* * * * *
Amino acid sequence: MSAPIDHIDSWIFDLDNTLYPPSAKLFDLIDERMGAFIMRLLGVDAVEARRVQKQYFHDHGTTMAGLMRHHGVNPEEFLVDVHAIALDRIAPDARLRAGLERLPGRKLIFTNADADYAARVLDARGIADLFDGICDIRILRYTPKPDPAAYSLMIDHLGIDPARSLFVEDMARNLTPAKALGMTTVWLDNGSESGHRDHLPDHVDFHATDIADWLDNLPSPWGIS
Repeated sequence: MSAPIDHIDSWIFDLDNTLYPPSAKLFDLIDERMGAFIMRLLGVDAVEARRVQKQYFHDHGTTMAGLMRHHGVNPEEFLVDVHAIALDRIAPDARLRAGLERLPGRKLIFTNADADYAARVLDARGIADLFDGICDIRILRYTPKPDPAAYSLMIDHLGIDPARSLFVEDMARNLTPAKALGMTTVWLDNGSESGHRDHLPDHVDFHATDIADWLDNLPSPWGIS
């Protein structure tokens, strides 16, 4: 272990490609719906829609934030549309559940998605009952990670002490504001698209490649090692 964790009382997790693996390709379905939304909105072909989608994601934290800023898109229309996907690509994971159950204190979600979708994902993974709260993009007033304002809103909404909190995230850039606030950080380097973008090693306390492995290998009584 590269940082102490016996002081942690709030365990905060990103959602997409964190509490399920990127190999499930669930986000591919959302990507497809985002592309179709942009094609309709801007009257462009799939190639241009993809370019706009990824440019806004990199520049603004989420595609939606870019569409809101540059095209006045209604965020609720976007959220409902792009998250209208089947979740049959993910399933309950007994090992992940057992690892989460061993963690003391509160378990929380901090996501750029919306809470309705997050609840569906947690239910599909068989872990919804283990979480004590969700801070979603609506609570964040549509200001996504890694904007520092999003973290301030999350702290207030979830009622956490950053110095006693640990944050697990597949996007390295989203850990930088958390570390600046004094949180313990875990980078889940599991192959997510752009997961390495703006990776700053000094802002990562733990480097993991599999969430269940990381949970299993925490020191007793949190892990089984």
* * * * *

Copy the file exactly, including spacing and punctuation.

Amino acid sequence: MSAPIDHIDSWIFDLDNTLYPPSAKLFDLIDERMGAFIMRLLGVDAVEARRVQKQYFHDHGTTMAGLMRHHGVNPEEFLVDVHAIALDRIAPDARLRAGLERLPGRKLIFTNADADYAARVLDARGIADLFDGICDIRILRYTPKPDPAAYSLMIDHLGIDPARSLFVEDMARNLTPAKALGMTTVWLDNGSESGHRDHLPDHVDFHATDIADWLDNLPSPWGIS
Repeated sequence: MSAPIDHIDSWIFDLDNTLYPPSAKLFDLIDERMGAFIMRLLGVDAVEARRVQKQYFHDHGTTMAGLMRHHGVNPEEFLVDVHAIALDRIAPDARLRAGLERLPGRKLIFTNADADYAARVLDARGIADLFDGICDIRILRYTPKPDPAAYSLMIDHLGIDPARSLFVEDMARNLTPAKALGMTTVWLDNGSESGHRDHLPDHVDFHATDIADWLDNLPSPWGIS
């Protein structure tokens, strides 16, 4: 272990490609719906829609934030549309559940998605009952990670002490504001698209490649090692 964790009382997790693996390709379905939304909105072909989608994601934290800023898109229309996907690509994971159950204190979600979708994902993974709260993009007033304002809103909404909190995230850039606030950080380097973008090693306390492995290998009584 590269940082102490016996002081942690709030365990905060990103959602997409964190509490399920990127190999499930669930986000591919959302990507497809985002592309179709942009094609309709801007009257462009799939190639241009993809370019706009990824440019806004990199520049603004989420595609939606870019569409809101540059095209006045209604965020609720976007959220409902792009998250209208089947979740049959993910399933309950007994090992992940057992690892989460061993963690003391509160378990929380901090996501750029919306809470309705997050609840569906947690239910599909068989872990919804283990979480004590969700801070979603609506609570964040549509200001996504890694904007520092999003973290301030999350702290207030979830009622956490950053110095006693640990944050697990597949996007390295989203850990930088958390570390600046004094949180313990875990980078889940599991192959997510752009997961390495703006990776700053000094802002990562733990480097993991599999969430269940990381949970299993925490020191007793949190892990089984």